Sometimes dinner is about something else

I thought I’d be writing today about heritage breeds, humane animal husbandry, and a wee bit of brining. I went to a press event last night on just those topics. It was well organized, informative, and delicious. And yet, my attention was split.

You see, I sat with people who know a lot about food and, in particular, a lot about the food world in San Francisco. They are plugged in and knowledgeable and interesting and reminded me that I don’t care about restaurant openings, which spaces are available, and who is thinking about going where. Believe me, I’ve tried to care. I just don’t.  I do, however, care about urban gardens. We all had a lot to say on the subject. It made for lively dinner conversation; things were going well.

And then the subject morphed to kids. And schools.

Some of them also send their children to private schools. One does so because the public school their child was assigned to was “in the ghetto.” I’m not even kidding. That is a quote. Where, may I ask, dear internets, is the “ghetto” in San Francisco? There are schools that aren’t great, to be sure. And there are projects. But where is the “ghetto”? Don’t tell me. I think it might be my neighborhood.

The public school assignment system in SF is insane. One person last night recounted his inability to see his child through the process, and instead just opted for the private school that accepted his child. The lottery system as it currently exists is daunting, bizarre, inscrutable, and opaque. It needs to be fixed. However, after some discussion, he recounted how, like me, he knows many people who saw it through and ended up with the schools they wanted.

I’ve done it on several school sites, I did it in a now long-shelved radio interview for “Philosophy Talk,” and now I’ll do it here. I’ll come out as pro-public schools. Rabidly so, one might say. I am a product of public schools. I believe strongly in their importance as the foundation of democracy. That’s right: the god damn foundation of democracy. I was pushed over the edge, however, by a friend years ago who said: “if a school isn’t good enough for your kid, why is is good enough for anyone else’s kid?”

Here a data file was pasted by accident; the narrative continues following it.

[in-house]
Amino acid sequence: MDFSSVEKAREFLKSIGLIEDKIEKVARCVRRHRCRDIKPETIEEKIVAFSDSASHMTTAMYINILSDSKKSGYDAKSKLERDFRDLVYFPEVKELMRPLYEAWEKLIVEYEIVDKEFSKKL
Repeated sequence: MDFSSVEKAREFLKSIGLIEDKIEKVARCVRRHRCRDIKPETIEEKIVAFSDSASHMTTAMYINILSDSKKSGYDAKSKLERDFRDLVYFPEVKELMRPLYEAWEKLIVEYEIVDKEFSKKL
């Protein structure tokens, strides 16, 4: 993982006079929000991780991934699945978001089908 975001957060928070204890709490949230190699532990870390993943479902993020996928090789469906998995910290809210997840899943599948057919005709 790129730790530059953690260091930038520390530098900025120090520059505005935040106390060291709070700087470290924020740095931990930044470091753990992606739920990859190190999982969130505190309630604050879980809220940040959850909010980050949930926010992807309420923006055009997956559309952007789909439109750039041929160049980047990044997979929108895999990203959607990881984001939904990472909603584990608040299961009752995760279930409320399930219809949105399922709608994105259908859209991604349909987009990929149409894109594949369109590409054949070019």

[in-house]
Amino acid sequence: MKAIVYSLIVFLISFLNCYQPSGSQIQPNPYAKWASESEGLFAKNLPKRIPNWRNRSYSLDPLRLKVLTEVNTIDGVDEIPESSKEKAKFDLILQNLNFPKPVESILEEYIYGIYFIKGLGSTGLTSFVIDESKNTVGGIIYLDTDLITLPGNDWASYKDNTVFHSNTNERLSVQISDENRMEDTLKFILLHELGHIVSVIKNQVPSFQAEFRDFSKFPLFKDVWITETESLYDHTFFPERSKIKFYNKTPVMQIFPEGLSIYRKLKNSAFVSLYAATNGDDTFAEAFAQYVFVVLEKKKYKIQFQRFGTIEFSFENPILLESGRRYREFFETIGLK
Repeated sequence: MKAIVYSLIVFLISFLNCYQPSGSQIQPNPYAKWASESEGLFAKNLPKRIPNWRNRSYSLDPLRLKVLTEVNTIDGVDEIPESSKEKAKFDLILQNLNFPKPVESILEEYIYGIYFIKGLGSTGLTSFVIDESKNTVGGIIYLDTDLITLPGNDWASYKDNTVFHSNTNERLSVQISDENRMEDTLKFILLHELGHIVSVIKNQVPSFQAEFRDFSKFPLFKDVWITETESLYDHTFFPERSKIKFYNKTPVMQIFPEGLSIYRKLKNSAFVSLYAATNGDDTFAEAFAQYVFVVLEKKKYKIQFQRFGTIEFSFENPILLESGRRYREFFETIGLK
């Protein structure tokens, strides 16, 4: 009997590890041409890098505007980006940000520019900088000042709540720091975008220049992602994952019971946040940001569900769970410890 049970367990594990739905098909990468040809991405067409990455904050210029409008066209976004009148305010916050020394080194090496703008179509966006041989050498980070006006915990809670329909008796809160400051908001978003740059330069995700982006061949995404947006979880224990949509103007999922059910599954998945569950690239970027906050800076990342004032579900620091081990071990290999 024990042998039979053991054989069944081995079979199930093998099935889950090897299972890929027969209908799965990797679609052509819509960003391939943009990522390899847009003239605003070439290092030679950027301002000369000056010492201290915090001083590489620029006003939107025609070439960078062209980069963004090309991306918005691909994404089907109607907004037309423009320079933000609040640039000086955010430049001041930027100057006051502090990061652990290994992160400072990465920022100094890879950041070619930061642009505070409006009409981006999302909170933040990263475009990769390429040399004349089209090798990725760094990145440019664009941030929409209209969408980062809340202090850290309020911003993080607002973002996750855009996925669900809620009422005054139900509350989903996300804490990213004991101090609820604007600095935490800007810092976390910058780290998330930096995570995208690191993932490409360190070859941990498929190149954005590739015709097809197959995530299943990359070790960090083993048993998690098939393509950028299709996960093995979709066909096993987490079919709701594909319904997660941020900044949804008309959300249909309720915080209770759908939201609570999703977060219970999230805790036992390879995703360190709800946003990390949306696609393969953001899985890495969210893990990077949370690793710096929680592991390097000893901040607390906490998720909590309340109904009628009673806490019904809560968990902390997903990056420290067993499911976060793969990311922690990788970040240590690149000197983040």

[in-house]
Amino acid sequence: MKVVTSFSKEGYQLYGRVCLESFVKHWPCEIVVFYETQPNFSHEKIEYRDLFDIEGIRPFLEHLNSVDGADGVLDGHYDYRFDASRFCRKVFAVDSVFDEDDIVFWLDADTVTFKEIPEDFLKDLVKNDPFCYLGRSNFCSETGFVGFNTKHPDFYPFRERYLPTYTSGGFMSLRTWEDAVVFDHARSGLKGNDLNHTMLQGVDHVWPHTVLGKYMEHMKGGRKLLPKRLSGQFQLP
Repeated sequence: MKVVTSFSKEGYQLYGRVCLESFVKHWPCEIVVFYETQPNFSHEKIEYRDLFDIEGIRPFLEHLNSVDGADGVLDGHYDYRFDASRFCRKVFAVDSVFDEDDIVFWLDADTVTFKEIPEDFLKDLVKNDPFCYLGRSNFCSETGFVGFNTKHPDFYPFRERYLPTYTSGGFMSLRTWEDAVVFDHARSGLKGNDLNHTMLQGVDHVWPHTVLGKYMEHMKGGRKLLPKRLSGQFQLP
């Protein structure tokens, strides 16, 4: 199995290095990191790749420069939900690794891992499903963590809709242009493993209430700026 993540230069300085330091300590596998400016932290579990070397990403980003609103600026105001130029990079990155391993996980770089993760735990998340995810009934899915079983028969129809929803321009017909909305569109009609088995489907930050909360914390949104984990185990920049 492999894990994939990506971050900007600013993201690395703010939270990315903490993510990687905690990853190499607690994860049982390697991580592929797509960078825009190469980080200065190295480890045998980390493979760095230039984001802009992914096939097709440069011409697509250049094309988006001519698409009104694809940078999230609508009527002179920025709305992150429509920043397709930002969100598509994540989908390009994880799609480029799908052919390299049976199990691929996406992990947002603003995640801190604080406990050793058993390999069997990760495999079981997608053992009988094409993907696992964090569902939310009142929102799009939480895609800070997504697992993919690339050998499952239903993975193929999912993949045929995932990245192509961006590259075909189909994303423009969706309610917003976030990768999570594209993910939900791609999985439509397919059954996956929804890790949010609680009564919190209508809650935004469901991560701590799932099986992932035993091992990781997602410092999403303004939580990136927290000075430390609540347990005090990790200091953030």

Touché. Words to live by. Someone at dinner last night, someone I like and respect very much, someone I’ve always looked up to, to be honest, said “well, San Francisco schools are a lost cause.” She said it as one would say the sun rises in the east. As undebatable fact. As fixed and determined as the place of dry-farmed heirloom tomatoes in the average foodie’s wet dream. Internets, this person fights the fight against all kinds of food problems, all kinds of sustainability issues, all kinds of labor issues. But her local schools? She was willing to write them off.

It made me want to cry.

When asked,  I mentioned where my son goes to school. The table agreed, “that’s a great school!”

People, it’s a San Francisco public school. If they are a lost cause, how is one of them great? And it’s not one that’s great. It’s dozens. Dozens of them are amazing schools. But, it ends up, in some eyes they are a lost cause.

There are public schools in this country where I would not send my child, don’t get me wrong. Without a real depth of knowledge, I’m guessing those in Wasilla, Alaska might not be my cup of tea. And who knows what will happen as my son gets older? But I digress….

I’ve said it at dinner parties, I’ve said it on the radio, and I’ll say it here: If people were willing to put half the time, money, and energy into public schools that they do into private schools there would be no discussion of “lost causes” and “not good enough”. Public schools would be good enough for everyone. And then instead of elitist, classist, racist crap we’d have a real meritocracy and some shit would get done.

Yes, I realize this had very little to do with dinner. My apologies.